The market for fitness trackers, and especially smartwatches is on the rise. Despite the delivery difficulties due to the coronavirus, the market kept on growing and the leading players (Apple, Samsung, Huawei and Garmin) have kept their lead, securing a steady 75% of the entire segment. Globally, in 2022, the revenue generated worldwide in the smartwatch market was approximately 38.6 billion US dollars.
We wrote earlier about how COVID-19 affected our way of doing sports. From quarantine exercises, dance rehearsals to online yoga and even mass events and online marathons (heard about the IRONMAN virtual races?) – the list is endless. And as we were all cut off from our favourite spaces and moves, we had the chance to find new ones; or at least new ways of doing our favourite exercise. But it wasn’t just what we did. It was what we used to keep track of our progress. Our smartwatches and health trackers. So it’s just obvious to talk about what type of tracker we should be buying.
My 7+1 recommendations
I believe there is the right tracker for everyone. But before you buy one off the shelf, you should do your homework and find out which one was made for you – based on your own expectations, needs, preferences and so on.
I’m not going to start comparing devices: such lists are being made every day. Furthermore, such a list would soon become obsolete due to rapid changes in the market. I have tried and tested over a hundred such devices, from smart sleep trackers through ECG watches to an AI ultrasound. To sum it up, what I can do is help you choose the right one, based on my widespread experience.
1. Regulatory approval
It is quite important to check if the device has regulatory approval. Smart devices and trackers need to go through a number of safety and quality tests. To prove that they have done these rounds, they receive regulatory approval that is proven by an institution; like an FDA approval or a CE-mark. Depending on where they applied for the test, FDA is the US-based process; CE-mark is standard in Europe; and, obviously, each region has its own processes and abbreviations. If they do own such an approval, companies usually communicate this fact loudly on their websites/channels.
2. Customer support
How a company solves issues of customers is the next step of evaluation. It shows how a company really treats its consumers and covers any kind of technical, installation or maintenance support. It is always worth checking the reviews online (like on Amazon or other sites) or in the AppStore/GooglePlay. Here you can also see how the developers react to the complaints.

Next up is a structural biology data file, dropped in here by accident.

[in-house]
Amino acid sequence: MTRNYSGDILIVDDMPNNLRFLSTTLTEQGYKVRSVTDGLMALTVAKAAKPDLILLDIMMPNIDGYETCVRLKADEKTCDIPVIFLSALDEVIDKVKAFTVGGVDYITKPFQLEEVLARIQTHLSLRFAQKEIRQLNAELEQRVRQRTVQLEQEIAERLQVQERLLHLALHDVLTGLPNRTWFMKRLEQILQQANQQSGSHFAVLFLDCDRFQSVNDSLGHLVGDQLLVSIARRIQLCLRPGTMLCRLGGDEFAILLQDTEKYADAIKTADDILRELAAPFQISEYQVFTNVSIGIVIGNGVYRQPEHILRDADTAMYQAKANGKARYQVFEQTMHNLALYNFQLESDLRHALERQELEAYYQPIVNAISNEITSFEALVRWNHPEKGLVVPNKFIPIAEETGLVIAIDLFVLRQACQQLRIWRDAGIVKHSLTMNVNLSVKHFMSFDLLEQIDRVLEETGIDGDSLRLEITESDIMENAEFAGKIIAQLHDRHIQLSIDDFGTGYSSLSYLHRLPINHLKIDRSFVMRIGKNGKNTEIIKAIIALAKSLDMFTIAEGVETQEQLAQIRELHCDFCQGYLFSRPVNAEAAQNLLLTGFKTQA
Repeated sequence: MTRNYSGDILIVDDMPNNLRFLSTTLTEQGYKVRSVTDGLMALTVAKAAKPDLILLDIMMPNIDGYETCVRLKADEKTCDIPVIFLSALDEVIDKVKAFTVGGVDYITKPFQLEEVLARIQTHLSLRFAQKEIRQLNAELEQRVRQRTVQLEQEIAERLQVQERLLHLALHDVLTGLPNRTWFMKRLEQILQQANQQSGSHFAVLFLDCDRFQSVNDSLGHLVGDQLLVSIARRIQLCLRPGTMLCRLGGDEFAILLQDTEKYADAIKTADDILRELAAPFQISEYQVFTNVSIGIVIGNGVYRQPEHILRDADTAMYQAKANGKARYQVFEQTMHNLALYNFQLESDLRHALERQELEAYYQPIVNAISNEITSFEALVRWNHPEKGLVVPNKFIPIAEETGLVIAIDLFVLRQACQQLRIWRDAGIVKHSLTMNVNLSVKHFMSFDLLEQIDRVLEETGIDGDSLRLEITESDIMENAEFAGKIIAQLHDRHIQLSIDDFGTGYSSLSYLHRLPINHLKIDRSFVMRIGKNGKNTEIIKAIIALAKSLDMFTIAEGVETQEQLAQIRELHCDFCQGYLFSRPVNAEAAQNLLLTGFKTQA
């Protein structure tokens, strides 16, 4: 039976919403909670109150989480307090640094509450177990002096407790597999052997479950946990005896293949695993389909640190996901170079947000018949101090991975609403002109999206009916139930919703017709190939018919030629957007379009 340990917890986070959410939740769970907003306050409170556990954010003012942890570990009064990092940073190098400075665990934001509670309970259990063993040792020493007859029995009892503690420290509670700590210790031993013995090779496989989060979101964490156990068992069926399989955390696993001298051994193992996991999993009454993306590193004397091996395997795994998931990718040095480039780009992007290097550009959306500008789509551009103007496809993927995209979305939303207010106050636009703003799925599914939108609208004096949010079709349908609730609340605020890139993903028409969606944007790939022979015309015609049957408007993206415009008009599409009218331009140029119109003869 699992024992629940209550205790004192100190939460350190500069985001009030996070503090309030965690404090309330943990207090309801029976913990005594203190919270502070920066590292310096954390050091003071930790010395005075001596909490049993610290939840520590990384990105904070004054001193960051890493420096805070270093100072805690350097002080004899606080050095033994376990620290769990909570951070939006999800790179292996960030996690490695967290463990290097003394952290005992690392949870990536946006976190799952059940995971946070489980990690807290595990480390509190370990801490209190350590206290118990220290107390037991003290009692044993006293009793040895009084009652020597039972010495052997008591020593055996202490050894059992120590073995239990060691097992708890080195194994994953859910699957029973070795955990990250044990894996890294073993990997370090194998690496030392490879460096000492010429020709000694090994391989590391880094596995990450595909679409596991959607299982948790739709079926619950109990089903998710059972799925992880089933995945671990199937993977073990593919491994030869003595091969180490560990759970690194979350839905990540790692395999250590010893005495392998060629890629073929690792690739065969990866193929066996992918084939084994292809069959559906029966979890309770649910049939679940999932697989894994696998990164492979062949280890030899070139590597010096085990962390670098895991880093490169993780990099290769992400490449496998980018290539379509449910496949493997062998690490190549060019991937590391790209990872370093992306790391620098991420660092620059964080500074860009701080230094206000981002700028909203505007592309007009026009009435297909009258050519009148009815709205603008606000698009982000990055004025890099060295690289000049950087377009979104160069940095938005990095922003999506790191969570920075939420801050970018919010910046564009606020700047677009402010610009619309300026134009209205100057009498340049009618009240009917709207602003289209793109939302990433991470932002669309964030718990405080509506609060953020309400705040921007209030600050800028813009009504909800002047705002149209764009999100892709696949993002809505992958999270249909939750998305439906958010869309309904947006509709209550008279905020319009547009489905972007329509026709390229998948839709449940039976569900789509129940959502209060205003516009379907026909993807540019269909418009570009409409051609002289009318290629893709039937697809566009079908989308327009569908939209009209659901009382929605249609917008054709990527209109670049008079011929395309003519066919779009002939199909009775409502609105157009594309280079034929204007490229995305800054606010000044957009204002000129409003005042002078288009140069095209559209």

I came across smartwatches that could repel mosquitoes while measuring ECG; give you electric shocks when you engage in a bad habit; measure everything or forecast earthquakes. Believe me: the more they promise the less they are likely to deliver.
Trust your gut: if a watch or a device promises to measure too many health parameters, beware. It might promise too much. It would be fantastic, but unlikely that a small garage company will find the Holy Grail of health trackers. Expect something like that from major players (buying small garage bands to use their discoveries).
Check out the online communication output of the company. You can get a clear picture of the developers by looking at their social channels. How active they are, how they talk to consumers, what they feel is important to share say a lot. Transparency and honesty are the keywords to look for.
5. Technical strengths
Okay, so this is definitely something we always check in our reviews – and you should do so, too. Strong battery life and a smooth Bluetooth connection are key to my gadget-happiness. I personally would never buy a device I’d need to charge every day. Before even considering getting a tracker (or any device in fact) I check out these features in reviews on Verge or TechRadar.
6. Health features vs. Evidence
To see whether health features are supported by evidence you should do some research. Check out how, for example, Withings shares who they collaborated with while developing the features of their devices. Medical and scientific results and studies are not easy to comprehend for the average user; however, companies usually do a good job interpreting these findings and results. Use your logic and spend a bit of time here to save you time on the other end.
7. Download raw data
I want to download my raw data as I collect and use them a lot. Not all devices support this feature, and big companies like Fitbit usually prefer not to share if you can download your own data. It is definitely my own preference, decide for yourself if it’s something you’d do or not.
+1: Smartphone connection
Take 5 minutes to see if the device is compatible with your phone. You’ll thank yourself later.
These steps will certainly help you find the right device for you. If it is a smartwatch or any health tracker, it will also be dependent on the platform you use (iOs or Android) and, of course, your budget. But please also consider that lesser-known brands also tend to give less information for example on their use of your data.
So please also consider the privacy issues that come with any device you store your health (or any kind of) data on. As there definitely is a dark side of health trackers, bear in mind how you set up your device and which companies you trust with your data.
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The post What To Check Before Buying A Smartwatch Or Health Tracker appeared first on The Medical Futurist.